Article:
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  1. #61
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    Quote Originally Posted by Correction View Post
    The biggest problem for electrics is how it will apply to commercial shipping, which is where any shortage of energy is felt most acutely. I figure nuclear can take over for diesel on container ships, but what about trucks?
    I don't see why trucks can't run on electric. In fact, it's probably even better suited to it than for most people's general use cars. Trucks are big, and can keep multiple much larger batteries, and it's perfectly feasible to just have a bunch of batteries around to swap between trucks, so it's not a problem if your trucks are being driven 23+ hours per day.

  2. #62
    I'll change yer fuckin rate you derivative piece of shit
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    Friend of mine works for a Jatropha biofuel farm company, could be promising as they domesticate and genetically engineer it for greater yields. The oil produced is "drop-in" ready as jetfuel (they can make biodiesel with it too, or any number of other carbon-chain liquid fuels) and Lufthansa has already flown test flights on 100% Jatropha fuel, without engine modifications.

    But yeah, I'm just talking about passenger vehicles. Semi trucks and cargo ships are their own challenge...although if electrics can take some of the demand off oil, it will help somewhat.

  3. #63
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    The range problem with electric cars is so simple to solve I don't understand why I've never seen anything like it being mentioned. What happens when the batteries die in your remote? Do you plug it in and wait 20 minutes to change the channel, or do you put new batteries in? You change those suckers. Same concept. Adopt an industry standard to ensure compatibility, then distribute charging stations at the pre-existing infrastructure points (gas stations). Batteries low? Stop at a gas station, swap it out for a fully charged one, leaving the empty one there to charge. Properly designed it could be done in less than 5 minutes.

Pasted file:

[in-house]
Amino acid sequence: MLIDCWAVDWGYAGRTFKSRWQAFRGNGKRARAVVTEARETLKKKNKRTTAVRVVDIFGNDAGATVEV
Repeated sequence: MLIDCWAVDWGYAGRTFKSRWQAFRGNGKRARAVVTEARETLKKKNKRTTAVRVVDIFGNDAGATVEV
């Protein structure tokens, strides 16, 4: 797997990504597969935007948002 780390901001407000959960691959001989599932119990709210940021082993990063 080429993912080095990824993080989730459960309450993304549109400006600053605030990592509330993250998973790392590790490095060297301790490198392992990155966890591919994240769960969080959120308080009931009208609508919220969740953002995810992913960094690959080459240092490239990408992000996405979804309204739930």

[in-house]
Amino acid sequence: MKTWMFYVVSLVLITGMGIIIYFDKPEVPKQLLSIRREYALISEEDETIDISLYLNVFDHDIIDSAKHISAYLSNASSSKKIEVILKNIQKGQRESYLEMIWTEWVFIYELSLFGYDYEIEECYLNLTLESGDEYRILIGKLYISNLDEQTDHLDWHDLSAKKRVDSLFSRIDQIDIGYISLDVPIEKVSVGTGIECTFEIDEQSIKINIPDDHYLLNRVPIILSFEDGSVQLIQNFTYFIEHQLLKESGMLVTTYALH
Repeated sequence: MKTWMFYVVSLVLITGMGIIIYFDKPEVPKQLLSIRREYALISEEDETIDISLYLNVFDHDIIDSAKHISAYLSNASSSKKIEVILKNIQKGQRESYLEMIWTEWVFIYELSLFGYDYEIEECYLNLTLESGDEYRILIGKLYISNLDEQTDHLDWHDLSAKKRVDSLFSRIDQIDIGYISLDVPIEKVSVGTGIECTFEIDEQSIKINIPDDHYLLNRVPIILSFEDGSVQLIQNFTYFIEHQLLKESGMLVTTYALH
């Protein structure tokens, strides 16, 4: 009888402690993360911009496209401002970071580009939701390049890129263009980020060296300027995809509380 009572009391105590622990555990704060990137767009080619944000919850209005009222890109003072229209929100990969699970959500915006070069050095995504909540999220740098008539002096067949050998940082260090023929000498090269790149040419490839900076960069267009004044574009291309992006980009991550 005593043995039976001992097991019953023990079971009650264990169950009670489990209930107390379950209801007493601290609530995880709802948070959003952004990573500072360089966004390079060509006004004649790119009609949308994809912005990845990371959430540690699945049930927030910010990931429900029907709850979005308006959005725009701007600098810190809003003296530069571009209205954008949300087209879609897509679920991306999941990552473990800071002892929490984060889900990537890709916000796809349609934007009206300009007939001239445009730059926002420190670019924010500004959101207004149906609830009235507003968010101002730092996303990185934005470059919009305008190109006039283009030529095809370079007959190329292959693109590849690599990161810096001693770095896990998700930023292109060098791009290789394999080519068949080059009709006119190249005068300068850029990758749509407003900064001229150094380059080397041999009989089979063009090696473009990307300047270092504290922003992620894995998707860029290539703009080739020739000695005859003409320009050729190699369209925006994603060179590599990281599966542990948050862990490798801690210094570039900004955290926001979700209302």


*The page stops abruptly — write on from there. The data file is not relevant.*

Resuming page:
Edit: and as adoption rates increase, it just gets easier.

  4. #64
    I'll change yer fuckin rate you derivative piece of shit
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    Re: lol Gas prices

    Easier to just get higher range cars so you would want to swap extremely rarely. The tesla battery is the entire floor of the car, like 4'x6'x4". Full electric cars have huge batteries. Swapping isn't going to be the answer, not needing to will be.

  5. #65
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    Quote Originally Posted by Jaybar View Post
    Wait, you actually believe America's mass transit system is on par with Europe?
    No. I've got little idea how the US' mass transit system is. The laughable part is that he thinks our trains are reliable and that cheap trains somehow make up for half-price gas.
    I'd fucking rip the whole country's railways by hand if it meant half-price gas. I'd kill 30 puppies for half-price gas (and 30 more for fun).

    Quote Originally Posted by Archi
    I think by 2020 at least 30% of all new cars sold will be able to be "plugged in" in some way to recharge batteries that at least partially drive the car.